It’s been nearly a year since I lost my daughter, Lexi Rubio, to gun violence. What I’ve learned in that time is that, while some memories feel far away, others are just within my reach. I can close my eyes and see her hair blowing in the wind – the brilliant shades of caramelized gold reflecting light – feel the summer heat beat down on my skin, the humidity encroach on us, I hear her laughter as it fills the air.
That’s what the Sunday before the Uvalde school shooting is for me – a now constant reel that plays like an award-winning film I watch on repeat. A life raft.
The only way to describe Sunday, May 22, 2022, is perfect, peaceful. Just before noon, my husband, Felix, announced we’d be practicing softball and baseball at the Uvalde High School sports field at the corner of Camp and Studer streets. This wasn’t uncommon, as we were nearing the end of the regular season and there was no doubt Lexi would be selected to play for the All-Star team.
We filled our water bottles, laced up our shoes, gathered our gear, and filed into Felix’s pickup truck. Lexi was wearing a pair of green shorts, her softball cleats, and the exact gray Robb Elementary field day shirt she selected the morning of Tuesday, May 24, 2022. Felix worked with her in the batting cage while I tried to capture the father-daughter moment on video.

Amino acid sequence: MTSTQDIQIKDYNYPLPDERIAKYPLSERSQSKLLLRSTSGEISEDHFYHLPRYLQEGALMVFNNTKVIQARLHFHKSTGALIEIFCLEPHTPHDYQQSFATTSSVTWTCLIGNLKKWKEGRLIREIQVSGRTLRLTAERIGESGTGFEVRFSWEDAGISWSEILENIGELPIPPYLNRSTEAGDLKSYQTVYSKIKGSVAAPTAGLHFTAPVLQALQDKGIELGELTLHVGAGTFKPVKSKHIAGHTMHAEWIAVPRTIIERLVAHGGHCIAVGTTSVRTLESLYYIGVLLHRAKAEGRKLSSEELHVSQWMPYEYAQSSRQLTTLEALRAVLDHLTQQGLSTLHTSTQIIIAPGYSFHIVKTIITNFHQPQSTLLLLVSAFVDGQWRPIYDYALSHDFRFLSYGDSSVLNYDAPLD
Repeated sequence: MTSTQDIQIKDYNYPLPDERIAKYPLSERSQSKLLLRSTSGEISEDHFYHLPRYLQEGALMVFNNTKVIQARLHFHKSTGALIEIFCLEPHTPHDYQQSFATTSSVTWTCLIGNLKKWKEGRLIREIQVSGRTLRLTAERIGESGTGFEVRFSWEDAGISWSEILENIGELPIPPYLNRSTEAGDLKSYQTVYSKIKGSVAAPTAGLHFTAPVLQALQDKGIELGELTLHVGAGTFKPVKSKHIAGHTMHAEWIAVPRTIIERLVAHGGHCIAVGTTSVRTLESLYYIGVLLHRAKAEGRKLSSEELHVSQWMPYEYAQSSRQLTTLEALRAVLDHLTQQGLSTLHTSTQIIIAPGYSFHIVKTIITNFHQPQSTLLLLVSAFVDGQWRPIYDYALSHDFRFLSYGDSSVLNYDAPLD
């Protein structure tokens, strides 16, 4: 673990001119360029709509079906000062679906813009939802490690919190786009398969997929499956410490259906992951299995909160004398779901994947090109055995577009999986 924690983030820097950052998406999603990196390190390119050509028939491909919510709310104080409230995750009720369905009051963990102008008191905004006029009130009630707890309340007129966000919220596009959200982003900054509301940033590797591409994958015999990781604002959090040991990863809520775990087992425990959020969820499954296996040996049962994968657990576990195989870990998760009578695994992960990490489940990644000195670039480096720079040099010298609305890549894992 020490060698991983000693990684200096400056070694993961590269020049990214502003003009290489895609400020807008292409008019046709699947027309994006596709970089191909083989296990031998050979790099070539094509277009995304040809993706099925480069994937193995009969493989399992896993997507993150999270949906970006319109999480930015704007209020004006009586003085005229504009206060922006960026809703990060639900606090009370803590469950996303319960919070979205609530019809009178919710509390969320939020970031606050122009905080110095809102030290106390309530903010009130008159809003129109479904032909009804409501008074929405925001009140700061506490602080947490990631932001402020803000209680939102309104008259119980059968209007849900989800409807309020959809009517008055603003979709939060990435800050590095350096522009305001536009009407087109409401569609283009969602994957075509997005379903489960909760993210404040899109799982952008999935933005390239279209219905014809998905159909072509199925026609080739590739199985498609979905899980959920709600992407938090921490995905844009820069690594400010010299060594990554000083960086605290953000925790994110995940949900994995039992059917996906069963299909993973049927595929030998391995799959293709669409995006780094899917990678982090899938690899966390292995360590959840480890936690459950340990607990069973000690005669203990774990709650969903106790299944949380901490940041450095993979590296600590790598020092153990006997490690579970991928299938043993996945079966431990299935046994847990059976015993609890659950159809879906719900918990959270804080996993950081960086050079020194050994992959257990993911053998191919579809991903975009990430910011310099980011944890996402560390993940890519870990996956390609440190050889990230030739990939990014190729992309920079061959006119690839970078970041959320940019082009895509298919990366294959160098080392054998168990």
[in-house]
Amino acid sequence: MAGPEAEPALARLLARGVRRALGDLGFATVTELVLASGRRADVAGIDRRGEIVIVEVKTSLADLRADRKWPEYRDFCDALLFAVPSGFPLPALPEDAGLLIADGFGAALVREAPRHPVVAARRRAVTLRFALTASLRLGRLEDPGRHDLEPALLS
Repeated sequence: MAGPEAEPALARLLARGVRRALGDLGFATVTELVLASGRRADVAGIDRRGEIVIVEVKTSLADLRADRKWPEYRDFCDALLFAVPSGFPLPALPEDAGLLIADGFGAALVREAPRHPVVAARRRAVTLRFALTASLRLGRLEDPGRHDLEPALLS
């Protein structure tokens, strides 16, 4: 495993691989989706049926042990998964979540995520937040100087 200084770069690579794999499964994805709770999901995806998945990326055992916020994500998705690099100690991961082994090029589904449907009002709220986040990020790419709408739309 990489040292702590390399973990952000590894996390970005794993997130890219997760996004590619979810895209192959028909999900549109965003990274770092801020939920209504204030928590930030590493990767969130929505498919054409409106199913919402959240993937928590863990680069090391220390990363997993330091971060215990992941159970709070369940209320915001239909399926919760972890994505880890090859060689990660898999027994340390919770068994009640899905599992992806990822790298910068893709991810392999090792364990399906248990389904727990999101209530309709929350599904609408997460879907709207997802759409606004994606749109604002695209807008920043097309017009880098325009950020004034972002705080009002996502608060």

My youngest son, Julian, was laughing beside me. Eventually, it was his turn to practice with Dad. Julian entered the batting cage while Lexi took a much-deserved water break. We took silly photos using Snapchat filters and played several games of rock paper scissors. Afterward, we took the kids to Sno Inc for a snow cone. Lexi chose the pickle flavor, her favorite.
The rest of the afternoon was slow, while we cooled off in the air conditioning. Felix left for work just before 6 p.m. As night neared, my oldest son, David, decided he wanted to watch a movie. I told him it was getting late and reminded him that the next day was a school day, but he insisted. He called each of his siblings from their rooms and we got comfy with our blankets on the couches. I’m forever thankful he asked, and I am glad I agreed. What is bedtime compared to a family movie night?
Now, Lexi is gone. We no longer watch movies together in the living room. It is an unspoken rule. Her absence is most obvious in moments when we are all together. I often wonder if the families of victims of school shootings recall a similar Sunday. The last Sunday. A gift from the universe before the world as we know it ends.
As you read this, I wonder what else I can say to sway lawmakers, as I advocate at the state and federal levels for gun safety laws, to keep other parents from going through this same heartache. As you read this, I wonder, I fear, is this your last Sunday?
Kimberly Mata-Rubio, Lexi’s mom, is a staff writer for the Uvalde Leader-News, where she formerly served as assistant editor, racking up numerous awards for news and feature writing.